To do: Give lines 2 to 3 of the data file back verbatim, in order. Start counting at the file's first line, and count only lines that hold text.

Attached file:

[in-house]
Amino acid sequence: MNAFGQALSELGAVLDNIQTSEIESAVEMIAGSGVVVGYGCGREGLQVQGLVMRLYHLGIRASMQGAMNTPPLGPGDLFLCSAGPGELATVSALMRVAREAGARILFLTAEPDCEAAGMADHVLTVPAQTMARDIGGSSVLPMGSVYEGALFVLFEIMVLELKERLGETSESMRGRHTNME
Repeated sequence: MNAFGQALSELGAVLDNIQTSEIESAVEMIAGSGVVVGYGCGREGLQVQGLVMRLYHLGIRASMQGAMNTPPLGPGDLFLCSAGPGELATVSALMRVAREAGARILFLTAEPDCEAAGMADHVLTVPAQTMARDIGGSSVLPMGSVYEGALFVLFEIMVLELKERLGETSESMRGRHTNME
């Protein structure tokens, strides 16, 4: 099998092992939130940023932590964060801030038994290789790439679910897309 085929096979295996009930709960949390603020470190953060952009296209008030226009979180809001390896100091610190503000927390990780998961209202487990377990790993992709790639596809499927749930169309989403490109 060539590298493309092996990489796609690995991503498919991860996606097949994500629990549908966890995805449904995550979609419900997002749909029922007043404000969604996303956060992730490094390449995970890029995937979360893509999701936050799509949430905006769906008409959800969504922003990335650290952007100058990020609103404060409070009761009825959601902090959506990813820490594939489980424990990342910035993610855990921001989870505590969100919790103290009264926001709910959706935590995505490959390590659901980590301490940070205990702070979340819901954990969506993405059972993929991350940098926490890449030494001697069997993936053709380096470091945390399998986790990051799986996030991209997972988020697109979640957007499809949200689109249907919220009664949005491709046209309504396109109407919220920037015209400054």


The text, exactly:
Amino acid sequence: MNAFGQALSELGAVLDNIQTSEIESAVEMIAGSGVVVGYGCGREGLQVQGLVMRLYHLGIRASMQGAMNTPPLGPGDLFLCSAGPGELATVSALMRVAREAGARILFLTAEPDCEAAGMADHVLTVPAQTMARDIGGSSVLPMGSVYEGALFVLFEIMVLELKERLGETSESMRGRHTNME
Repeated sequence: MNAFGQALSELGAVLDNIQTSEIESAVEMIAGSGVVVGYGCGREGLQVQGLVMRLYHLGIRASMQGAMNTPPLGPGDLFLCSAGPGELATVSALMRVAREAGARILFLTAEPDCEAAGMADHVLTVPAQTMARDIGGSSVLPMGSVYEGALFVLFEIMVLELKERLGETSESMRGRHTNME